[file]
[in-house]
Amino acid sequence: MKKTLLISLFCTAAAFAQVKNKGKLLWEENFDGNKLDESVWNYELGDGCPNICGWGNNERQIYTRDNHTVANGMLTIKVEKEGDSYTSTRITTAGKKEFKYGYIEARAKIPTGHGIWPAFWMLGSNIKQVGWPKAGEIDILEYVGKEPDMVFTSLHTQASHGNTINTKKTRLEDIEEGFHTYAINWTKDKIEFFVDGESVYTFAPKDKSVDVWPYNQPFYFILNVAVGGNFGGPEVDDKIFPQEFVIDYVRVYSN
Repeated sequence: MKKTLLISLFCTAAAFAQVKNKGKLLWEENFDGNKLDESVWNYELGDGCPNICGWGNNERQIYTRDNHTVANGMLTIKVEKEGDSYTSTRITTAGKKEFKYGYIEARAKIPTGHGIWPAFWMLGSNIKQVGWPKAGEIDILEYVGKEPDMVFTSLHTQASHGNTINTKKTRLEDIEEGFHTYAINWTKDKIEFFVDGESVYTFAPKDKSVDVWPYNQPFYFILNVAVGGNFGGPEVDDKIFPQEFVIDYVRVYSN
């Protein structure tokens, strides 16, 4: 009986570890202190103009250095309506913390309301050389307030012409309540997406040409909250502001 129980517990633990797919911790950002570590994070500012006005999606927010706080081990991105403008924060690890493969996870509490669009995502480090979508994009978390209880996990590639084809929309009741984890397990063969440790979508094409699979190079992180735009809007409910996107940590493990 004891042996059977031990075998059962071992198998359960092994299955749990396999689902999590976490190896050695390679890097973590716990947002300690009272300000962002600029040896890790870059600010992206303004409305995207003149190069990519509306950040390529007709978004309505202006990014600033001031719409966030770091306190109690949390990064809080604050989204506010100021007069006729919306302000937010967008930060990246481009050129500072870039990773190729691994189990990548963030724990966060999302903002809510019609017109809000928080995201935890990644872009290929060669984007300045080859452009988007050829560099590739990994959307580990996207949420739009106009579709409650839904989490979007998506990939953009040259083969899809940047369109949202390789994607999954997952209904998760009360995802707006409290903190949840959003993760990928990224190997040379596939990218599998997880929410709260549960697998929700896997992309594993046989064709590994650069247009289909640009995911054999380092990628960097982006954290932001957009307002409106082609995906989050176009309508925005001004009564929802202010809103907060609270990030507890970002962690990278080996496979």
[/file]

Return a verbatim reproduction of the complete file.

[in-house]
Amino acid sequence: MKKTLLISLFCTAAAFAQVKNKGKLLWEENFDGNKLDESVWNYELGDGCPNICGWGNNERQIYTRDNHTVANGMLTIKVEKEGDSYTSTRITTAGKKEFKYGYIEARAKIPTGHGIWPAFWMLGSNIKQVGWPKAGEIDILEYVGKEPDMVFTSLHTQASHGNTINTKKTRLEDIEEGFHTYAINWTKDKIEFFVDGESVYTFAPKDKSVDVWPYNQPFYFILNVAVGGNFGGPEVDDKIFPQEFVIDYVRVYSN
Repeated sequence: MKKTLLISLFCTAAAFAQVKNKGKLLWEENFDGNKLDESVWNYELGDGCPNICGWGNNERQIYTRDNHTVANGMLTIKVEKEGDSYTSTRITTAGKKEFKYGYIEARAKIPTGHGIWPAFWMLGSNIKQVGWPKAGEIDILEYVGKEPDMVFTSLHTQASHGNTINTKKTRLEDIEEGFHTYAINWTKDKIEFFVDGESVYTFAPKDKSVDVWPYNQPFYFILNVAVGGNFGGPEVDDKIFPQEFVIDYVRVYSN
């Protein structure tokens, strides 16, 4: 009986570890202190103009250095309506913390309301050389307030012409309540997406040409909250502001 129980517990633990797919911790950002570590994070500012006005999606927010706080081990991105403008924060690890493969996870509490669009995502480090979508994009978390209880996990590639084809929309009741984890397990063969440790979508094409699979190079992180735009809007409910996107940590493990 004891042996059977031990075998059962071992198998359960092994299955749990396999689902999590976490190896050695390679890097973590716990947002300690009272300000962002600029040896890790870059600010992206303004409305995207003149190069990519509306950040390529007709978004309505202006990014600033001031719409966030770091306190109690949390990064809080604050989204506010100021007069006729919306302000937010967008930060990246481009050129500072870039990773190729691994189990990548963030724990966060999302903002809510019609017109809000928080995201935890990644872009290929060669984007300045080859452009988007050829560099590739990994959307580990996207949420739009106009579709409650839904989490979007998506990939953009040259083969899809940047369109949202390789994607999954997952209904998760009360995802707006409290903190949840959003993760990928990224190997040379596939990218599998997880929410709260549960697998929700896997992309594993046989064709590994650069247009289909640009995911054999380092990628960097982006954290932001957009307002409106082609995906989050176009309508925005001004009564929802202010809103907060609270990030507890970002962690990278080996496979």